Sheryl Crow was bogarting the beach. During the Oahu shoot for her ”Soak Up the Sun” video last February, her crew ended up in a water fight with the production of Blue Crush, Universal’s movie filming on the same stretch of Hawaiian sand. ”They came in and tried to poach all our locations and surfers and water safety people,” says Crush director John Stockwell, ”but we thwarted them.” That surf-and-turf battle was resolved — ”We had to figure out where they weren’t gonna film and use the leftovers,” recalls ”Soak” director Wayne Isham — but Hollywood is still crowding the beach. And for once, the boys aren’t catching all the waves.
After decades of male domination, surfing is turning into a girls club, at least on celluloid. Besides the Aug. 16-slated Crush, which stars Michelle Rodriguez, 24, and newcomer Kate Bosworth (The Horse Whisperer), 19, there are no fewer than three other surfer-chick movies in the pipeline: Girl in the Curl was written by ”Legally Blonde” scribes Karen McCullah Lutz and Kirsten Smith and others; a biopic of pioneering pro Lisa Andersen, who won four consecutive world championships after having a daughter, is in the works; newly minted Quiksilver Entertainment has optioned The Tribes of Palos Verdes, a coming-of-age novel that reps call a ”girls’ Catcher in the Rye.” Gidget reruns are drawing an average of 463,000 viewers five times a week on TV Land (a 209 percent increase over programming in the same time slot last summer), surf-girl fashion (like striped shorts and hibiscus-print frocks) is cramming boutiques from Prada to Victoria’s Secret, and the jiggly E! special Women of the Beach (with Blue Crush stars) premiered this month. Others are also hitting the beach, like Disney’s Hawaiian Lilo & Stitch and Lenny Kravitz, who’ll feature female surfers in his video for ”If I Could Fall in Love.”
Why the endless summer? Pop-culture purveyors say surfing is a way to tap the youth niche that, among other things, drove The Fast and the Furious to a $145 million haul. Women’s sports have been increasingly popular since soccer star Brandi Chastain doffed her shirt upon winning the 1999 World Cup. And sun-baked surfing has already proven its allure: The number of U.S. surfers has risen 15 percent since 1998, and nearly a million of them are women. That makes females a crucial factor in the reported $9.9 billion boarding industry, according to firms that track the sport.
Universal marketing exec Adam Fogelson says girl power accounts for part of the studio’s interest in Crush. “There’s a female empowerment component to this,” he says. “And the fact is, these women happen to be in bathing suits the entire movie…. There are obvious reasons for this movie to appeal to both women and men.”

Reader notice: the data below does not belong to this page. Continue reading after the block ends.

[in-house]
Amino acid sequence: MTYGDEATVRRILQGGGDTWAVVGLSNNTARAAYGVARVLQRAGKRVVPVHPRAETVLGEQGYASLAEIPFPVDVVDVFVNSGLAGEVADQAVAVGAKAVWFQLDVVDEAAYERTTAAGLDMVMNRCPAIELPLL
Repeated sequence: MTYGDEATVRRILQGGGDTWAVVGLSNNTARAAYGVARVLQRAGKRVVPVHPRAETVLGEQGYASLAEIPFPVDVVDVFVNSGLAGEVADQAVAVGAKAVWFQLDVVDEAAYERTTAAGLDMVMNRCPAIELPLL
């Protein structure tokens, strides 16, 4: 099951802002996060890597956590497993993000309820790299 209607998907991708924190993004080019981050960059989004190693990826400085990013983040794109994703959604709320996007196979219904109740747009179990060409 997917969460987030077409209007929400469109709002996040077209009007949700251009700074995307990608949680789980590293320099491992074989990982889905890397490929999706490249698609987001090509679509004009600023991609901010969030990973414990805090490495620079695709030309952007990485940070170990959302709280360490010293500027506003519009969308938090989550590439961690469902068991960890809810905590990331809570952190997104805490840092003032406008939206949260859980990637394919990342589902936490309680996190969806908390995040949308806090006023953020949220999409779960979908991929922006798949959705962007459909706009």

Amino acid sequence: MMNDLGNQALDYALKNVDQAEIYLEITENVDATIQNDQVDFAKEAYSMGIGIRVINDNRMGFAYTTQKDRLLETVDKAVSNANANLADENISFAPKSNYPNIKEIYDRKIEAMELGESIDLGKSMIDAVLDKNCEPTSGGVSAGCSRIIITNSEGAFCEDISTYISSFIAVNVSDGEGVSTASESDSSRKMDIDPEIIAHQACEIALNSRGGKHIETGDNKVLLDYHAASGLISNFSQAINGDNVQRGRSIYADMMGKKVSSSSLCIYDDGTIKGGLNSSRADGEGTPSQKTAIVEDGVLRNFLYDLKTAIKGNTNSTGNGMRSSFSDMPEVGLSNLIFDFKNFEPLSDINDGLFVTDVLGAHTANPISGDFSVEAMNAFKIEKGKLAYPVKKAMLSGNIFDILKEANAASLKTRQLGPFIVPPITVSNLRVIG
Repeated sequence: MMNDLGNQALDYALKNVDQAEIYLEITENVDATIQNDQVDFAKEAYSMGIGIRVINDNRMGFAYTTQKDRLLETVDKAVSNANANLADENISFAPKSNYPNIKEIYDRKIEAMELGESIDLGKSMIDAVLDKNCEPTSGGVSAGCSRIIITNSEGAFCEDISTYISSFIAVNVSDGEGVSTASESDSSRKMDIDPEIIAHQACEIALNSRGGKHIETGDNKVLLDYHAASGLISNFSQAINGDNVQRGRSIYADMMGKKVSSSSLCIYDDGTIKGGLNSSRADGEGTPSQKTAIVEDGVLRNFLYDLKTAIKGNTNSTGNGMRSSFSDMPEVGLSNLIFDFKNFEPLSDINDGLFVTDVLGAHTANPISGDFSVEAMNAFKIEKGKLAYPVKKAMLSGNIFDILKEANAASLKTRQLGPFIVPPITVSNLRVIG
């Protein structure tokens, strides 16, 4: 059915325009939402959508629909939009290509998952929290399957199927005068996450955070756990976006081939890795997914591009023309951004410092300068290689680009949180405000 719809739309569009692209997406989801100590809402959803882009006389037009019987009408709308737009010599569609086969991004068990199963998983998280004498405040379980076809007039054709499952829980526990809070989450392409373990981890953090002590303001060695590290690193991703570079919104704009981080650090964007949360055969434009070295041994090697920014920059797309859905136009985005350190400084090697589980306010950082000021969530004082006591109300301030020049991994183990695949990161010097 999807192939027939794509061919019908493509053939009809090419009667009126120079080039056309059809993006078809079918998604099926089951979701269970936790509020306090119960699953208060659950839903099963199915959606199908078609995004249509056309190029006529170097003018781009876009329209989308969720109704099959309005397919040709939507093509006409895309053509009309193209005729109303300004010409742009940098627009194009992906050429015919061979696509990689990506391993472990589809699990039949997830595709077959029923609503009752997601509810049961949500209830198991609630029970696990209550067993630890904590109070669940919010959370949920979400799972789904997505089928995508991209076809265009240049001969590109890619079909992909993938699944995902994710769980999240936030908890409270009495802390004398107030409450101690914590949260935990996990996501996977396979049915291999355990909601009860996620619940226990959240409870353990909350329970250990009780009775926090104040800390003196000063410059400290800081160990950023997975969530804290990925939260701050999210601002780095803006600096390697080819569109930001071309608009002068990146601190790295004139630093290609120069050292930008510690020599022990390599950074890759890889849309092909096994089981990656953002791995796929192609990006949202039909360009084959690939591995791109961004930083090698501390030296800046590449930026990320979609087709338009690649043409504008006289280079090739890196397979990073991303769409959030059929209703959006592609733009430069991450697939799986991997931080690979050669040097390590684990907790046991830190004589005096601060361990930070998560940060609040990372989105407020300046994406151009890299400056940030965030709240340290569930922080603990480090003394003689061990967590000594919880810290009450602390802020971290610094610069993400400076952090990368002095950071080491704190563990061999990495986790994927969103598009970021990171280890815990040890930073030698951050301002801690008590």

“Surfing is sexy,” confirms Crush star Rodriguez, who beat out contenders such as Charlize Theron (an amateur surfer herself) for a part in the flick. “It works every single part of your body out, so you look hot automatically. It’s a turn-on.” Adds Crush producer Brian Grazer: “It’s one of those life-or-death sports that still exist — you can drown, you can get hurt.”
An avid surfer who’s been pitched surf films in the ocean, Grazer says his daughter, Sage, 13, inspired him to take the plunge. “Women having to give away their intelligence or knowledge to men — I don’t want it to happen to my daughter,” he says. “Having to create their own identity in a man’s world is empowering.”
“It’s been a long, hard road for the girls,” admits Wayne “Rabbit” Bartholomew, director of the Association of Surfing Professionals, which recently doubled the prize money for women in the competitions it organizes. “But the culmination of that is this new wave of girl surfing — we are seeing young girls coming through who are going to extend the performance boundaries of the sport.”
Pro surfers have mixed feelings about the pop trend their sport has inspired. “It’s great that people are wearing the surf clothes,” says the world’s former No. 2 woman surfer Serena Brooke, 26. “But it’s just advertising and fashion and models sitting on the beach, and there’s not much of the real deal.” Says Lisa Andersen, 32, whose biopic is in the rewrite stage: “I’m just really glad that people are starting to see surfing as a colorful, healthy thing to do.”
As for Rodriguez, she says come on in — the water’s fine. “Guys give good respect to girls who just cut in…and prove themselves worthy of the waves. Or if she has a really nice butt.”